how to win by losing: 1 Corinthians 6

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Thank you, President Putin.  We the American people appreciate that you’ve reminded us to follow the rule of law.   We agree that sometimes governments in power can set up their opposition.  We value your reminder to use diplomacy first.  We agree that the shedding of innocent blood must be avoided at all costs.  We look forward to working together to try to help the Syrian people resolve their own internal conflict.  We say Amen to your admonition that God created us all equal.  Finally, we’re so glad that you recognize the positive power of freedom of the press, a freedom that enabled you to write a letter to us in today’s New York Times.   “A Plea for Caution from Russia,” by Vladimir V. Putin

President Putin’s letter to the American people reeks so strongly of hypocrisy that I nearly gagged from the fumes seeping in under my apartment door when I woke up this morning.  And yet the above is how I imagine Dale Carnegie might recommend responding to President Putin.  Why?  Because Carnegie knows that responding with humility accomplishes far more than lashing back in pride.  He knows the value of losing a battle in order win the war.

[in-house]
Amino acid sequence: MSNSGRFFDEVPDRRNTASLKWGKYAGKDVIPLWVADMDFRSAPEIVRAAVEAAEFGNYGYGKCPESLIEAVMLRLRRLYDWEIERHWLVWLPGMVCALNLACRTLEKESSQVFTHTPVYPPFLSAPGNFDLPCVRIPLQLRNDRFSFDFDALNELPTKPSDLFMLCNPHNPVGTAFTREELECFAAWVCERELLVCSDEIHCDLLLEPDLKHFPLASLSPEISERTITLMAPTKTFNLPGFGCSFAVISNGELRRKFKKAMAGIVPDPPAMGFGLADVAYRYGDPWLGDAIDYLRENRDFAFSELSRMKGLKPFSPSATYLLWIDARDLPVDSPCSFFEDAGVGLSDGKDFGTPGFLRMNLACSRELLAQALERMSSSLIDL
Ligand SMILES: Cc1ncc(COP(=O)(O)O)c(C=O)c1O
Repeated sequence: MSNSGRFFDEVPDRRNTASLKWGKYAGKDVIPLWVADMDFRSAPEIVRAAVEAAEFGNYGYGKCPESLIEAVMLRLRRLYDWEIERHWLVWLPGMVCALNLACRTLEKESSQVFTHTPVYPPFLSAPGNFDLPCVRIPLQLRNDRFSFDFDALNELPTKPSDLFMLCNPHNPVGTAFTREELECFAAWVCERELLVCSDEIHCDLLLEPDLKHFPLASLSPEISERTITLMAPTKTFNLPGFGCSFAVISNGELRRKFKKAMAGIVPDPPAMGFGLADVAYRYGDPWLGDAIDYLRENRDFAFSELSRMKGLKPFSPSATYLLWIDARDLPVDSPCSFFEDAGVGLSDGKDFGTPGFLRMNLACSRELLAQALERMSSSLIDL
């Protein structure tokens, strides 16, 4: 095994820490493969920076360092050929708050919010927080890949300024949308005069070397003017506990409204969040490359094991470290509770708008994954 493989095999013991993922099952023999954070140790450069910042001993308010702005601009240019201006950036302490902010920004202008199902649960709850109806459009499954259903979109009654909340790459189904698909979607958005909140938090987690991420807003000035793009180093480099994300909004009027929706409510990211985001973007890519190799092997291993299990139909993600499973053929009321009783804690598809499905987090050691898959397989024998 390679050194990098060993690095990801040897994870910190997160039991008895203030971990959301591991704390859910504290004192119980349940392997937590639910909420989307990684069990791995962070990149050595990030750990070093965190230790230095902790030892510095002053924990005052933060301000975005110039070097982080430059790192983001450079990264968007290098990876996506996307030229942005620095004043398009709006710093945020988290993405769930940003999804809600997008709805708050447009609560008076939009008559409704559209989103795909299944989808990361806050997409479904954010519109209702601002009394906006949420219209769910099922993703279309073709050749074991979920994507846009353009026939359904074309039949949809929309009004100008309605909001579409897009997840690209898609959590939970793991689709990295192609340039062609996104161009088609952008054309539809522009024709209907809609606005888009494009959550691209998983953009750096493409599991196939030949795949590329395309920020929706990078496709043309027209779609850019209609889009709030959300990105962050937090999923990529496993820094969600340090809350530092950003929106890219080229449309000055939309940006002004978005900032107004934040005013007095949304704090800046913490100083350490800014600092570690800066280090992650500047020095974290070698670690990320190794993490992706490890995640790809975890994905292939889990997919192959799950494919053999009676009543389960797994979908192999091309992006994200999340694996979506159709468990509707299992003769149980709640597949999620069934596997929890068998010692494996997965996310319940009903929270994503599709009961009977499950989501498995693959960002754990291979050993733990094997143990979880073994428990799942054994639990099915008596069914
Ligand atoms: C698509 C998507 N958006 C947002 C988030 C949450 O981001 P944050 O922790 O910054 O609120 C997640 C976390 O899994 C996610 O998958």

BBC World News posed the question this morning: do the American people WANT the Russian President telling us what to do?  It’s the wrong question.  Why?  Because in the battle of good against evil, we need to keep our eye on the prize.

In today’s Scripture, Saint Paul makes the stunning claim that it is better to be cheated than for a Christian to sue a fellow believer in a civil matter.  Read 1 Cor. 6.  It’s the kind of claim that sends shivers up our litigious American spines.  Seriously?  You mean if a Christian sister steals your money, you’re not supposed to sue her in a secular court?  Yes, that’s exactly what Saint Paul says.  He’s not against all legal action.  In Acts 22 and 25 he appealed to the Roman courts for his rights.  So why this advice here?  His reasoning is that when Jesus comes back, the Christians will judge even the angels.  So Paul asks: is there not even one Christian person who can fairly judge between Christians?  Why would a Christian assert their rights before someone who doesn’t respect or submit to the laws of God?  Paul says Christians should try to work these matters out amongst themselves, and to find an honest Christian arbiter, and if that’s not possible, it’s better to be cheated. God is the ultimate judge of wrongdoers, and Paul provides a long broad list of behaviors God rejects unless they’re covered by the cross.